The Bangladesh Liberation War, the Sheikh Mujib Regime, and Contemporary Controversies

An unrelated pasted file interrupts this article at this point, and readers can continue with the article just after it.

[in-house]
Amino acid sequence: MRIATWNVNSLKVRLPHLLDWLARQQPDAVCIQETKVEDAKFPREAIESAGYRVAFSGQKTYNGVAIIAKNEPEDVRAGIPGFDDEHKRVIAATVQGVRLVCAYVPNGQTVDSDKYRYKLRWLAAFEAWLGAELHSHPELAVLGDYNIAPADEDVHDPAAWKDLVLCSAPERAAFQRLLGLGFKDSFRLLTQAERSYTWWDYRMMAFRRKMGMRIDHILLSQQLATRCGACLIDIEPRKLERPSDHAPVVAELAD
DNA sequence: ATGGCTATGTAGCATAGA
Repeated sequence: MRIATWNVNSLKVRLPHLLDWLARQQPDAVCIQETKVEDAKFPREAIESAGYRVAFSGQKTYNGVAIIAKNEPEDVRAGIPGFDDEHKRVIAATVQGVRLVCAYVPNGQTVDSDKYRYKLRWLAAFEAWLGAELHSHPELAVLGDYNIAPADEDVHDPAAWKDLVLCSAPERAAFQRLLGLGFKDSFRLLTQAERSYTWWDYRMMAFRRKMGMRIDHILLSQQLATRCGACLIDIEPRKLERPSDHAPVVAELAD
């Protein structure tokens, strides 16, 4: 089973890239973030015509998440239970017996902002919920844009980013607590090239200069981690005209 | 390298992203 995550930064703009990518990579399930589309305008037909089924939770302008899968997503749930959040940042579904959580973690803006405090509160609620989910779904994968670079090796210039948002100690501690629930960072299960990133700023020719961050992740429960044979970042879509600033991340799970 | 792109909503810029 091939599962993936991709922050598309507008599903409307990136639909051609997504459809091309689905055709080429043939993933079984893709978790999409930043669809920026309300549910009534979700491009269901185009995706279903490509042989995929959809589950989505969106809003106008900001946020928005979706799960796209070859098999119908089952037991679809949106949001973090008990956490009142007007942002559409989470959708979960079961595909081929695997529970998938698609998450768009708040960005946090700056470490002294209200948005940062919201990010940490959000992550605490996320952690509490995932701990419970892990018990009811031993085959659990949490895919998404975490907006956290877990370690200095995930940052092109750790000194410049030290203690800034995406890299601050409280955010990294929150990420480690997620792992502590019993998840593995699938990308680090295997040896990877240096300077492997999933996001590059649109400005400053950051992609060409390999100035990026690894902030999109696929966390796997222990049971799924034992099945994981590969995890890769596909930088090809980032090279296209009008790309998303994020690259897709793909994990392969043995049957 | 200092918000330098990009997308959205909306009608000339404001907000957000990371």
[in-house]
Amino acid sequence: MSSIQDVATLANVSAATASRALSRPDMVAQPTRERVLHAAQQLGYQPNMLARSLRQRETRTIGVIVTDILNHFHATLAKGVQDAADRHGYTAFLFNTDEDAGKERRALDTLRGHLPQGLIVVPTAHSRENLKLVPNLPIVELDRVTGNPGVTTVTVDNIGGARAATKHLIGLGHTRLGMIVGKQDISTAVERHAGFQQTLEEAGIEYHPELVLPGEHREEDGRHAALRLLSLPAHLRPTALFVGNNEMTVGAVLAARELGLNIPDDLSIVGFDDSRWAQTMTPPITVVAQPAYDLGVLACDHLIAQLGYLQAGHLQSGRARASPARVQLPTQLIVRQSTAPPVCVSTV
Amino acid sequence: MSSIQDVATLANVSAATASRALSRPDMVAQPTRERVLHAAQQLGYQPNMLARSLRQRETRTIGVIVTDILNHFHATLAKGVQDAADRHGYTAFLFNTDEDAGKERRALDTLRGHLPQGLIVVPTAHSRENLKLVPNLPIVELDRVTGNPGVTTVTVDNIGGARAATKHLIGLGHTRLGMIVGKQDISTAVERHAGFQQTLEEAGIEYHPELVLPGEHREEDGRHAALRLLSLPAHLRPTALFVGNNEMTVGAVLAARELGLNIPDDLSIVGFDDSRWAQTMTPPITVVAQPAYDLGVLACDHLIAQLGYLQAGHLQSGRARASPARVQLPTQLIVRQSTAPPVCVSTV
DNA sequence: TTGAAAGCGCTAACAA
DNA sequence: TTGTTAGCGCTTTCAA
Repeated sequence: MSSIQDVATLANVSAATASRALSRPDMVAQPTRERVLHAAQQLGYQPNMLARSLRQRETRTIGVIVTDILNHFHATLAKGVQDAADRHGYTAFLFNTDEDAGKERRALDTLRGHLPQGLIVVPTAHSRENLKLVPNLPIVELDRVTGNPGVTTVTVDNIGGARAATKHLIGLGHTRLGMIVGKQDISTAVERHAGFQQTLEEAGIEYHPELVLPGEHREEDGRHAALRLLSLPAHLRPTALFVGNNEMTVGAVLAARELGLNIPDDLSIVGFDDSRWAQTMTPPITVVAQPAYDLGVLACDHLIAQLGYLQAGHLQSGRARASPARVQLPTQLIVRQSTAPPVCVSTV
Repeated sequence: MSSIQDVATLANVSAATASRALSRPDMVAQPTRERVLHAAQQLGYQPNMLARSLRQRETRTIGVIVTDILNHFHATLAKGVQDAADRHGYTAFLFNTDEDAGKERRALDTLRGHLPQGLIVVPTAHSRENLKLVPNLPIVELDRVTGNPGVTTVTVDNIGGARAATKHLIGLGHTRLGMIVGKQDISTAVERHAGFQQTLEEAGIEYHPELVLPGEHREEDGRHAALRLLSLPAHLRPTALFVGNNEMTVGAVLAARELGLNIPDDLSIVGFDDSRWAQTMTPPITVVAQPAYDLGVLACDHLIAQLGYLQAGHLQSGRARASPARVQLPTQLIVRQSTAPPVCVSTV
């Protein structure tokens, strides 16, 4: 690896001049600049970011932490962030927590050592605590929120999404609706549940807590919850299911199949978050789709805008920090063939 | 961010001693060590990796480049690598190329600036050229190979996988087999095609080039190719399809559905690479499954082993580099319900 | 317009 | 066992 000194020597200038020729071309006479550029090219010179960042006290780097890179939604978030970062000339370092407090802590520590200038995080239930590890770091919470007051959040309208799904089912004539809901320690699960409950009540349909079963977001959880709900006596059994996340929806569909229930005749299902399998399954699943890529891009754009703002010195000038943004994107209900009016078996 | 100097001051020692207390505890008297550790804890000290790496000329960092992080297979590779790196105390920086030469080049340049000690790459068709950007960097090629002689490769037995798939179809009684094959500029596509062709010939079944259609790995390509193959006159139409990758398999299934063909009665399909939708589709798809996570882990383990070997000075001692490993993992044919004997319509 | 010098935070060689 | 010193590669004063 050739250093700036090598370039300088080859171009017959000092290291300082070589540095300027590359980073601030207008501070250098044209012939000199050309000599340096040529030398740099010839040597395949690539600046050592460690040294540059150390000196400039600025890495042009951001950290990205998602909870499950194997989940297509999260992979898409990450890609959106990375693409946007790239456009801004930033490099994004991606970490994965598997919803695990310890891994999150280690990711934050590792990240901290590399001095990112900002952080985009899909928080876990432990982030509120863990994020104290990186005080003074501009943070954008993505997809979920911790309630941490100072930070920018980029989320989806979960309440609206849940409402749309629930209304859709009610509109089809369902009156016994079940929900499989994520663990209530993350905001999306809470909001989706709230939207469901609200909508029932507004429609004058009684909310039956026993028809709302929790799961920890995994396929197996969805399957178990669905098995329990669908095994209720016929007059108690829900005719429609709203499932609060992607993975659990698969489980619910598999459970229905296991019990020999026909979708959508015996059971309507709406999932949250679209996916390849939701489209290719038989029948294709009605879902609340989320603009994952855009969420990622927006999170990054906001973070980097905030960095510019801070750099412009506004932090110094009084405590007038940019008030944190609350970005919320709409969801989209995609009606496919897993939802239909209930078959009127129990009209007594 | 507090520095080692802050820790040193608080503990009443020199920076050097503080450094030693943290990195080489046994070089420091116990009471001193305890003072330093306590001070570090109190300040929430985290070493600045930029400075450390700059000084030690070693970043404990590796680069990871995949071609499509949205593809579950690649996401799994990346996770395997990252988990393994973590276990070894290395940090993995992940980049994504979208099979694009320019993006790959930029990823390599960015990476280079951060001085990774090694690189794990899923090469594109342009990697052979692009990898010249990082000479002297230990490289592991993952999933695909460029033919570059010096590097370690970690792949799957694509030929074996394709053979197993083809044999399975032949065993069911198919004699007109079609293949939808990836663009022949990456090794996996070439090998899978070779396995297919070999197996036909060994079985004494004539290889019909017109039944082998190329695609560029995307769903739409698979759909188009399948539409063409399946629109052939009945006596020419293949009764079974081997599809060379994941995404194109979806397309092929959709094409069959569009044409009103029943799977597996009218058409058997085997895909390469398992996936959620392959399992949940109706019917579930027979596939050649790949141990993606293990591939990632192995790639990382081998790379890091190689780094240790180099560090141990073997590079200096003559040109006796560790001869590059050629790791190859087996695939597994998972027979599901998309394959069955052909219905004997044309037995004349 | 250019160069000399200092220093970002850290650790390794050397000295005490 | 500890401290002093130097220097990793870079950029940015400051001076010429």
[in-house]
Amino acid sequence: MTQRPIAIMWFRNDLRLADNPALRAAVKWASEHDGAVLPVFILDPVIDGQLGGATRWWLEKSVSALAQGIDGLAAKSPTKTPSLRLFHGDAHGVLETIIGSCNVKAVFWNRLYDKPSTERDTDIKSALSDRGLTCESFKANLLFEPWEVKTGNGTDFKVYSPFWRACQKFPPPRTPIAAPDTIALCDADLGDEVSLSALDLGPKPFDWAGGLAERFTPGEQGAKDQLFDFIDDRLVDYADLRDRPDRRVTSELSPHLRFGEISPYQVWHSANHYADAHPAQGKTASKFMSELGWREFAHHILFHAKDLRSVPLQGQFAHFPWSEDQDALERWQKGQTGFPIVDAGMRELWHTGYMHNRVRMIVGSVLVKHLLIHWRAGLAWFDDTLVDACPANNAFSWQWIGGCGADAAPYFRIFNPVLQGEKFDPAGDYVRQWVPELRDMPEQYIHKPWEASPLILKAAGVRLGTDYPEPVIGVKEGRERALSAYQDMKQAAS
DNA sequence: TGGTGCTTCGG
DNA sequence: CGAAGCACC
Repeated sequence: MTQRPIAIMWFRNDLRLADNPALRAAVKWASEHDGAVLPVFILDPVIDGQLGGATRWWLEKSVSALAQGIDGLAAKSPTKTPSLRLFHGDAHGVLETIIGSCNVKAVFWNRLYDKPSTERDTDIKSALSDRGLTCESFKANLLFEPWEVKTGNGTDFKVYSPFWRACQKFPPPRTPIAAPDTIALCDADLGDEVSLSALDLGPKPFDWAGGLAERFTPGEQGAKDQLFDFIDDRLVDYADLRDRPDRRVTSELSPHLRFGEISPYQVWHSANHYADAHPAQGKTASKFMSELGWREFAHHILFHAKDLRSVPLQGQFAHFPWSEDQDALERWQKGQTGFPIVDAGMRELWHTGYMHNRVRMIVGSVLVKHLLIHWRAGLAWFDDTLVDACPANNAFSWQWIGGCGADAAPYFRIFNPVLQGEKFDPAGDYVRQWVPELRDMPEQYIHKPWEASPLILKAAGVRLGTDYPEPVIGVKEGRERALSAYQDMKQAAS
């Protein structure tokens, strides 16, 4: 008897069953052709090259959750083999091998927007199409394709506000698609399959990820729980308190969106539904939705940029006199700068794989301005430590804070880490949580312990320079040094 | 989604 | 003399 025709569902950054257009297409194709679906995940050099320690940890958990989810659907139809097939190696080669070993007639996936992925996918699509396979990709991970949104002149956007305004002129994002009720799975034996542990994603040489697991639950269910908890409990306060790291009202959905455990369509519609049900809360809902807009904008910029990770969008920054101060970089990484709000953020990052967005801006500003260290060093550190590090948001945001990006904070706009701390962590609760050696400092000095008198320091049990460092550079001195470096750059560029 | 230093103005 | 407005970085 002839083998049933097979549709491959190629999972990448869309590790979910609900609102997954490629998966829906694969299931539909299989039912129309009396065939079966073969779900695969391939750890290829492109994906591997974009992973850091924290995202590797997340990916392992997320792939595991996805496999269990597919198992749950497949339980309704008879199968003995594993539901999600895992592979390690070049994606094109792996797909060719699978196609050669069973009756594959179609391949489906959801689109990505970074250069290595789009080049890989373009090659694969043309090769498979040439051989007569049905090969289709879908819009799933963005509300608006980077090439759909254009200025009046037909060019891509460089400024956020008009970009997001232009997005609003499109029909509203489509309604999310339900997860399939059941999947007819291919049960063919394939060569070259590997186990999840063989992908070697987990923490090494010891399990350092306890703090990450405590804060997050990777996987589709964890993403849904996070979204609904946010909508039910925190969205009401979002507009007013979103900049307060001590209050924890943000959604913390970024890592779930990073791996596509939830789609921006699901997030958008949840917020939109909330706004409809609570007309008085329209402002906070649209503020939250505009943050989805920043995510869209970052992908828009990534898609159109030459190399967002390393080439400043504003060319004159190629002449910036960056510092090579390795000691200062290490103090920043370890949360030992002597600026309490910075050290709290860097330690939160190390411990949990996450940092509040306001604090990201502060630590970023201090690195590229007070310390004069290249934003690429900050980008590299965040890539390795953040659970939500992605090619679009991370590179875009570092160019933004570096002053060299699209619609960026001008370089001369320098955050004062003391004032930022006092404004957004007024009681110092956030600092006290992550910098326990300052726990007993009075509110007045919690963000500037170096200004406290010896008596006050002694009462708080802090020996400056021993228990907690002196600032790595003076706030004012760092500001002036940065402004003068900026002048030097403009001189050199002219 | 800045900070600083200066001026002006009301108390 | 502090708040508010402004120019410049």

The study provides an in-depth, up-to-date, and scholarly analysis of the liberation war and the Sheikh Mujib Regime of Bangladesh. Situating the emergence of Bangladesh in the broader historical context of the partition of British India in 1947, the study re-examines: a) how Mujib successfully galvanized the legitimate grievances of Bangladeshi people during the united Pakistan period (1947-71) and how a highly successful guerilla warfare of Bangladeshi people led to dismemberment of Pakistan in 1971 with crucial military and political support from neighboring India; (b) how in the post-liberation Bangladesh the Mujib regime toyed with contradictory political ideologies of democracy and socialism, and eventually ended up with a one-party monolithic rule; (c) how in the economic sphere the Mujib regime vacillated between petty bourgeoisie and socialist inclinations by half-heartedly pursuing socialization of agriculture and nationalization of industries, which resulted in plundering of the economy and plunging of millions of people in famine and near-famine situations; (d) how in 1975 the assassination of Mujib and collapse of his ill-fated regime, that failed to deliver both economically and politically, evoked little sympathy from the masses; and (e) how the trial of the killers of Mujib after 21 years of his death, and the trial of the collaborators of the liberation war after four decades of the country's liberation war, orchestrated by Sheikh Hasina government, keep the nation's political discourse still sharply divided.
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